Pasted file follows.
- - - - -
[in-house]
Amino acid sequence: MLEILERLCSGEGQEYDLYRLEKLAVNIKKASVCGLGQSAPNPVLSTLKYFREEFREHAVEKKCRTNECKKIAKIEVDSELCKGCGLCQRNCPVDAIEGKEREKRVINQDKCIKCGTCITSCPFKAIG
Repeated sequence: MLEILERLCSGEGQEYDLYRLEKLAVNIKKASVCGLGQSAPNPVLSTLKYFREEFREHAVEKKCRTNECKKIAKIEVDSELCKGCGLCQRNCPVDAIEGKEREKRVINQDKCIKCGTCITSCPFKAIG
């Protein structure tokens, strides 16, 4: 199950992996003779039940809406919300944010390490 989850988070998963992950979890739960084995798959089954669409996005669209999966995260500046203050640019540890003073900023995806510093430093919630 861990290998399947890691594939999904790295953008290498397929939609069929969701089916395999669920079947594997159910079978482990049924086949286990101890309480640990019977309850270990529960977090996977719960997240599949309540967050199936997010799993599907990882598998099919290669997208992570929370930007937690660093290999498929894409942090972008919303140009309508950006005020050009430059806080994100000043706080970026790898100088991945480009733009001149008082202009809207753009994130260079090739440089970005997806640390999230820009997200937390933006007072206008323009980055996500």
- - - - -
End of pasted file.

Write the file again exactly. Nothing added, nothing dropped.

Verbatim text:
[in-house]
Amino acid sequence: MLEILERLCSGEGQEYDLYRLEKLAVNIKKASVCGLGQSAPNPVLSTLKYFREEFREHAVEKKCRTNECKKIAKIEVDSELCKGCGLCQRNCPVDAIEGKEREKRVINQDKCIKCGTCITSCPFKAIG
Repeated sequence: MLEILERLCSGEGQEYDLYRLEKLAVNIKKASVCGLGQSAPNPVLSTLKYFREEFREHAVEKKCRTNECKKIAKIEVDSELCKGCGLCQRNCPVDAIEGKEREKRVINQDKCIKCGTCITSCPFKAIG
């Protein structure tokens, strides 16, 4: 199950992996003779039940809406919300944010390490 989850988070998963992950979890739960084995798959089954669409996005669209999966995260500046203050640019540890003073900023995806510093430093919630 861990290998399947890691594939999904790295953008290498397929939609069929969701089916395999669920079947594997159910079978482990049924086949286990101890309480640990019977309850270990529960977090996977719960997240599949309540967050199936997010799993599907990882598998099919290669997208992570929370930007937690660093290999498929894409942090972008919303140009309508950006005020050009430059806080994100000043706080970026790898100088991945480009733009001149008082202009809207753009994130260079090739440089970005997806640390999230820009997200937390933006007072206008323009980055996500």